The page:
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Obituaries in the News

November 14, 1998

LONDON (AP) _ Svetlana Beriosova, a ballet star who danced across many of the world’s stages, died Tuesday of cancer at age 66.

Beriosova’s career began in New York in 1941 when she appeared with Massine’s Ballet Russe de Monte Carlo as Clara in ``The Nutcracker.″ Her professional debut as an adult came in 1947 in ``The Nutcracker″ and ``Les sylphides″ with Canada’s Ottawa Ballet.

She was the daughter of ballet master Nicholas Berizoff and followed him in joining the Cuevas Grand Ballet in Monte Carlo, and the Metropolitan Ballet in England. When that company folded in 1949, Ms. Beriosova accepted an invitation to join the Sadler’s Wells Theatre Ballet, where she stayed until her retirement in 1975.

Stephen Duggan

NEW YORK (AP) _ Stephen Duggan, the founding chairman of the National Resources Defense Council and leader of a successful fight against development of Storm King Mountain, died Sunday. He was 89.

Duggan, an attorney, and his late wife, Beatrice, formed the council in 1970 with others to marshal the law and research for environmental causes.

During his 10 years as chairman, Duggan involved the group with such diverse subjects as the Alaskan wilderness, the health of steelworkers, the survival of the golden eagle, chemical pollution and public health in the inner cities.

The fight over Storm King Mountain, is considered an important event in establishing modern environmental law. In 1963, Consolidated Edison announced a plan to build a power plant on the river and the mountain. It abandoned the project following a protest spearheaded by Duggan.

Paul Hoffman

BALTIMORE (AP) _ Paul Hoffman, known for his physical, tenacious style of basketball at Purdue in the 1940s and later with the Baltimore Bullets, died Thursday of a brain tumor. He was 73.

In 1948, he was named the rookie of the year in the Basketball Association of America, the precursor to the NBA.

Hoffman sat out the 1949-50 season, but returned to the Bullets from 1951 until 1955, when the team went bankrupt. He finished the season in Philadelphia. He played a total of 317 games, averaging 10.2 points.

When pro basketball returned to Baltimore in 1963, Hoffman was the team’s general manager and played a part in reviving the nickname Bullets.

Herbert Lingren

LINCOLN, Neb. (AP) _ Herbert Lingren, a marriage and family specialist who offered parenting tips regularly during a television news segment, died Wednesday of complications from heart surgery. He was 65.

Lingren was president of the National Council of Family Relations from 1992-97. He was a family scientist with the University of Nebraska Cooperative Extension and a University of Nebraska-Lincoln professor of family and consumer sciences.

He also was a regular on KOLN-TV’s ``Better Parenting″ weekly segments during the station’s noon news show.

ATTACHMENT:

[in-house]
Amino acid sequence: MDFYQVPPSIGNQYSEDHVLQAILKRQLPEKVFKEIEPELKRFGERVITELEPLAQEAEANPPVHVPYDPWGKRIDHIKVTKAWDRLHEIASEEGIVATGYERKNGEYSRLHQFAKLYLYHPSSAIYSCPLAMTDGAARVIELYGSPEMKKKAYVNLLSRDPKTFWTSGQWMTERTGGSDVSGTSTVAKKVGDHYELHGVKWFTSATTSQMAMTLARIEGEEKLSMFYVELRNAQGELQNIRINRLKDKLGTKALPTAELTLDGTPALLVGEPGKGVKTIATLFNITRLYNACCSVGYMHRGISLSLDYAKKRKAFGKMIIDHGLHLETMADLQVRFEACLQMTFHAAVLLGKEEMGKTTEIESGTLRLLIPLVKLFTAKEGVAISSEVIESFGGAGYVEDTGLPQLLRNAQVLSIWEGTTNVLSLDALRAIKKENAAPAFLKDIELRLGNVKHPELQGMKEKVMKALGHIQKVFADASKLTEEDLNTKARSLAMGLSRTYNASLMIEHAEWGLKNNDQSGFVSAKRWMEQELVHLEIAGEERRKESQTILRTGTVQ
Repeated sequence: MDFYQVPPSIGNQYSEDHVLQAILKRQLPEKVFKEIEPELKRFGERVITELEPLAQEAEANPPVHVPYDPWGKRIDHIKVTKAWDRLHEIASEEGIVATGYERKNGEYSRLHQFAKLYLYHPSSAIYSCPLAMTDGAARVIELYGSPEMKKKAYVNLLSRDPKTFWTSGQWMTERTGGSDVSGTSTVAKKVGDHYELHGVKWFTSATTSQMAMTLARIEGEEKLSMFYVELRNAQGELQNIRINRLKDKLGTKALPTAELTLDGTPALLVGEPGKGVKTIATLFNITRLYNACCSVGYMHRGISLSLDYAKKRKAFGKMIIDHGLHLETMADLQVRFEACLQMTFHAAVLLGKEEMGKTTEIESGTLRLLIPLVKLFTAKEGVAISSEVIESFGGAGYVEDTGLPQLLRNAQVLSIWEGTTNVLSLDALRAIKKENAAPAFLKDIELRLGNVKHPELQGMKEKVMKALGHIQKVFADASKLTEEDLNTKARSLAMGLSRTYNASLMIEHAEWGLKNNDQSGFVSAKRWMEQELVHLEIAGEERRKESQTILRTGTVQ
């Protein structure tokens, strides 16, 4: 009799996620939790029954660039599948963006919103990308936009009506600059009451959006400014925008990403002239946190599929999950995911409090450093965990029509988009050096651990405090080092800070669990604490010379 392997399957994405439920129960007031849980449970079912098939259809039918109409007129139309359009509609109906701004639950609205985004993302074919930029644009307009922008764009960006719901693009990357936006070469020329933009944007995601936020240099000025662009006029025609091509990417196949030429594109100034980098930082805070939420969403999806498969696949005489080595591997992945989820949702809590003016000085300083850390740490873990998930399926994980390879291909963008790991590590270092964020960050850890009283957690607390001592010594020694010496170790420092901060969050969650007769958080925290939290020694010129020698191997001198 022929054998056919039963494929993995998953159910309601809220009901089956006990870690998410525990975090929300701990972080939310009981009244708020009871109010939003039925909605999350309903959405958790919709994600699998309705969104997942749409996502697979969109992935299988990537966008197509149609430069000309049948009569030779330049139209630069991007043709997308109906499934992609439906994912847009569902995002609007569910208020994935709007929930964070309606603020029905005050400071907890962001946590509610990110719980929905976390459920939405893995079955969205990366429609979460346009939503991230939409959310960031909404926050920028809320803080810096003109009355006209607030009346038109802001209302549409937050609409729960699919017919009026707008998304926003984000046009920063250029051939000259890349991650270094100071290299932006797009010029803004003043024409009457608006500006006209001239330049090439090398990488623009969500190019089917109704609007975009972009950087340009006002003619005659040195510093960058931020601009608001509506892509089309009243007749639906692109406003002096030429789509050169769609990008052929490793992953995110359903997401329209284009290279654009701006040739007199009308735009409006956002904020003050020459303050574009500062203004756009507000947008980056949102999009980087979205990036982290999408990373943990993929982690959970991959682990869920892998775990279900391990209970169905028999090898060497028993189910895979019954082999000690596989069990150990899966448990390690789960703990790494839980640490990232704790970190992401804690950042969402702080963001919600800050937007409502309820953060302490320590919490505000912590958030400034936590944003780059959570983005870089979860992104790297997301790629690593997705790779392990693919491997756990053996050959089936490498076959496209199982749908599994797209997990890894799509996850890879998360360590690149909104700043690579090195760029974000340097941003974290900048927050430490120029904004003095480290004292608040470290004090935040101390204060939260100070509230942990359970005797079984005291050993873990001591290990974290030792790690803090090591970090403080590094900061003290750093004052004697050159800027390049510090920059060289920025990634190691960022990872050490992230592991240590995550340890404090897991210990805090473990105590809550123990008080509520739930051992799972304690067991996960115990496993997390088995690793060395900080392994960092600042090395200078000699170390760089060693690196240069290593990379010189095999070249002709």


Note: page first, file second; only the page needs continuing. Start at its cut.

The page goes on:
Gerald Long

PARIS (AP) _ Gerald Long, who led Britain’s Reuters news agency from 1963 to 1981 and later became managing director of The Times of London, died Sunday. He was 75. No cause of death was given.

Long turned the Reuters agency from a news operation that battled to break even into a flourishing company that was successfully floated on the London Stock Exchange after his departure in 1981.

He introduced new commercial services including business and financial monitoring, and persuaded the board to borrow money in order to remain dynamic.

Long joined Reuters in 1948 and worked as a correspondent in Frankfurt, Germany, Paris, and in Ankara, Turkey. By 1956, he was chief correspondent in Germany and three years later was given responsibility for East and West Germany, Austria and the Russian republics.

In 1960, he returned to London as assistant general manager, and was made chief executive in 1963.

In 1967, Reuters broke its traditionally close working relationship with The Associated Press because Long wanted the news agency to develop its own independent reporting operation.

In 1981, Long accepted an offer to become managing director of The Times. He was later replaced as managing director, but remained as vice-chairman until he retired in 1984.

He is survived by his wife Anne, three daughters and two sons.

Harold McConnell

SAN DIEGO (AP) _ Harold McConnell, a former assistant managing editor for Stars and Stripes and former copy editor at the San Diego Union, died Wednesday of Lou Gehrig’s disease. He was 81.

He served in the U.S. military for four years and later was hired to the Stars and Stripes as a civilian journalist. Based in Germany, McConnell wrote about the reconstruction of Europe and the Berlin Airlift, eventually becoming assistant managing editor.

He joined Copley News Service in the 1950s and, later, what was then the San Diego Union. There, he was a copy editor and helped research travel stories. He retired from the Union after 15 years in November 1984.

He is survived by two sons and a daughter.

Eleanor Rudolph

MACOMB, Ill. (AP) _ Eleanor Rudolph, whose family once owned the Macomb Daily Journal, died Nov. 12. She was 94.

Mrs. Rudolph married William H. Rudolph on June 1, 1925. The Rudolph family owned and published the Daily Journal newspaper for more than 100 years before its sale in 1979.

She is survived by two sons.

John F. Sullivan

SAN FRANCISCO (AP) _ John F. ``Silky″ Sullivan, who helped found the veterans’ rights group Swords to Plowshares, died Monday. He was 64.

Sullivan joined the Navy in 1950 and served on an aircraft carrier. He was disabled in a car accident in San Diego while on active duty. He sustained brain injuries, lost an arm and was paralyzed on the right side of his body.

He founded Swords to Plowshares in 1974 with three other volunteers dissatisfied with outreach programs for Vietnam vets. He also served as an advocate for disabled workers.

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